Modern Money Mechanics/Bank Deposits—How They Expand or Contract
Let us assume that expansion in the money stock is desired by the Federal Reserve to achieve its policy objectives. One way the central bank can initiate such an expansion is through purchases of securities in the open market. Payment for the securities adds to bank reserves. Such purchases (and sales) are called "open market operations."
How do open market purchases add to bank reserves and deposits? Suppose the Federal Reserve System, through its trading desk at the Federal Reserve Bank of New York, buys $10,000 of Treasury bills from a dealer in U. S. government securities.3 In today's world of computerized financial transactions, the Federal Reserve Bank pays for the securities with an "electronic" check drawn on itself.4 Via its "Fedwire" transfer network, the Federal Reserve notifies the dealer's designated bank (Bank A) that payment for the securities should be credited to (deposited in) the dealer's account at Bank A. At the same time, Bank A's reserve account at the Federal Reserve is credited for the amount of the securities purchase. The Federal Reserve System has added $10,000 of securities to its assets, which it has paid for, in effect, by creating a liability on itself in the form of bank reserve balances. These reserves on Bank A's books are matched by $10,000 of the dealer's deposits that did not exist before. See illustration 1.
How the Multiple Expansion Process Works
If the process ended here, there would be no "multiple" expansion, i.e., deposits and bank reserves would have changed by the same amount. However, banks are required to maintain reserves equal to only a fraction of their deposits. Reserves in excess of this amount may be used to increase earning assets — loans and investments. Unused or excess reserves earn no interest. Under current regulations, the reserve requirement against most transaction accounts is 10 percent.5 Assuming, for simplicity, a uniform 10 percent reserve requirement against all transaction deposits, and further assuming that all banks attempt to remain fully invested, we can now trace the process of expansion in deposits which can take place on the basis of the additional reserves provided by the Federal Reserve System's purchase of U. S. government securities.
The expansion process may or may not begin with Bank A, depending on what the dealer does with the money received from the sale of securities. If the dealer immediately writes checks for $10,000 and all of them are deposited in other banks, Bank A loses both deposits and reserves and shows no net change as a result of the System's open market purchase. However, other banks have received them. Most likely, a part of the initial deposit will remain with Bank A, and a part will be shifted to other banks as the dealer's checks clear.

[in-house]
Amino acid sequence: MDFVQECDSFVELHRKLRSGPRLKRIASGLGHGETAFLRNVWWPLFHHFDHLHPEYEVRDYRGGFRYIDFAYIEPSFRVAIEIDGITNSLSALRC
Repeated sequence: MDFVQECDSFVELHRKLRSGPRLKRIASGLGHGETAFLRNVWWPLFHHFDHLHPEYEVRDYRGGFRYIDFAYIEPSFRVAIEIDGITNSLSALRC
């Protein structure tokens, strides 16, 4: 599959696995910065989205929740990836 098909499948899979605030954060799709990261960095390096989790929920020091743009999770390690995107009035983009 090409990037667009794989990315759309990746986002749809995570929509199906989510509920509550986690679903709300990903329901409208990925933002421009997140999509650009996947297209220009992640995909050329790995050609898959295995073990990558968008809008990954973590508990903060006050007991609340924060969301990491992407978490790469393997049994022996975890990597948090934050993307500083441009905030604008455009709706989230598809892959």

It does not really matter where this money is at any given time. The important fact is that these deposits do not disappear. They are in some deposit accounts at all times. All banks together have $10,000 of deposits and reserves that they did not have before. However, they are not required to keep $10,000 of reserves against the $10,000 of deposits. All they need to retain, under a 10 percent reserve requirement, is $1000. The remaining $9,000 is "excess reserves." This amount can be loaned or invested. See illustration 2.
If business is active, the banks with excess reserves probably will have opportunities to loan the $9,000. Of course, they do not really pay out loans from the money they receive as deposits. If they did this, no additional money would be created. What they do when they make loans is to accept promissory notes in exchange for credits to the borrowers' transaction accounts. Loans (assets) and deposits (liabilities) both rise by $9,000. Reserves are unchanged by the loan transactions. But the deposit credits constitute new additions to the total deposits of the banking system. See illustration 3.
This is the beginning of the deposit expansion process. In the first stage of the process, total loans and deposits of the banks rise by an amount equal to the excess reserves existing before any loans were made (90 percent of the initial deposit increase). At the end of Stage 1, deposits have risen a total of $19,000 (the initial $10,000 provided by the Federal Reserve's action plus the $9,000 in deposits created by Stage 1 banks). See illustration 4. However, only $900 (10 percent of $9000) of excess reserves have been absorbed by the additional deposit growth at Stage 1 banks. See illustration 5.